Across Alabama...temperatures are near 73 degrees north, near 81 degrees central, and near 80 degrees south. Current sky conditions are fair north, mostly cloudy central, and fair south. In the north, relative humidity is near 93%, and the dew point is near 71 degrees. In the central part of the state, relative humidity is near 74%, and the dew point is near 72 degrees. In the south, relative humidity is near 87%, and the dew point is near 76 degrees. The livestock heat stress category is no stress north, no stress central, and no stress south. Winds are calm north, where conditions are favorable for spraying. Winds are from the south at 10 mph central, where conditions are favorable for spraying. Winds are from the south at 6 mph south, where conditions are favorable for spraying. Based on current available observations, the highest temperature is 82 degrees at Brookely Field. The lowest temperature is 73 degrees at Troy, Decatur, and Auburn.
Current NOWCAST not available:
Nowcasts are not issued routinely during fair weather. Only when
precipitation or other significant weather is occuring in this county will these
forecasts be issued. Currently, there is no short term forecast in effect.
U.S. Radar Map,
All NWS Radars (In near-real time),
Current Livestock Heat Stress Index (LSI),
Current Wind Chill Map
Hazardous Weather Outlook For CHEROKEE County, AL
341 AM CDT Thu Aug 16 2018
DAY ONE Outlook through Tonight.
No hazardous weather is expected at this time.
DAYS TWO THROUGH SEVEN Friday through Wednesday.
No hazardous weather is expected at this time.
SPOTTER INFORMATION STATEMENT
Activation of storm spotters and emergency management is not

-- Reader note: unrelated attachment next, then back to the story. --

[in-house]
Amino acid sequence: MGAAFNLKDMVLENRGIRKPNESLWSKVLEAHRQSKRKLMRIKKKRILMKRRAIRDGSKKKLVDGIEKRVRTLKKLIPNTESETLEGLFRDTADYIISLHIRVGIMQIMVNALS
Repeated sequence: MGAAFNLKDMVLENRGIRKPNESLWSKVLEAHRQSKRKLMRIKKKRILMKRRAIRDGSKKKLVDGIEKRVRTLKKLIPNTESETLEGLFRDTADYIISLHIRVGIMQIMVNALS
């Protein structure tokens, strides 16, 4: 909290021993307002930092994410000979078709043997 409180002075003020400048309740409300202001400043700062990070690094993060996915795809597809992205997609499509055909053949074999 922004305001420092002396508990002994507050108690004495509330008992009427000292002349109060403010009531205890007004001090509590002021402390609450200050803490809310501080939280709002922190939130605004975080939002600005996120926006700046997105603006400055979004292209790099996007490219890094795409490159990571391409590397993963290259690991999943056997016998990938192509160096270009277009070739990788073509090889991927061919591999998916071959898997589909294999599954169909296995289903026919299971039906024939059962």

expected at this time.
NWS Severe Weather Map , Convective Outlook
7-Day Forecast For CHEROKEE County, Alabama
1002 PM CDT Thu Aug 16 2018
Partly cloudy late in the evening then becoming mostly
cloudy. Scattered thunderstorms late in the night. Lows around
70. South winds around 5 mph. Chance of rain 30 percent.
FRIDAY Mostly cloudy. Chance of thunderstorms in the morning,
then thunderstorms likely in the afternoon. Highs in the upper
80s. Southwest winds around 5 mph. Chance of rain 70 percent.
FRIDAY NIGHT Thunderstorms likely. Lows around 70. Southwest
winds around 5 mph. Chance of rain 60 percent.
SATURDAY Thunderstorms likely. Highs in the mid 80s. Southwest
winds around 5 mph. Chance of rain 70 percent.
SATURDAY NIGHT Cloudy with a 50 percent chance of
thunderstorms. Lows in the upper 60s. Southwest winds around
SUNDAY Cloudy with a 50 percent chance of thunderstorms. Highs
in the mid 80s.
SUNDAY NIGHT Mostly cloudy with a 40 percent chance of
thunderstorms. Lows around 70.
MONDAY Thunderstorms likely. Highs in the mid 80s. Chance of
rain 60 percent.
MONDAY NIGHT Mostly cloudy with a 50 percent chance of
thunderstorms. Lows around 70.
TUESDAY Mostly cloudy with a 50 percent chance of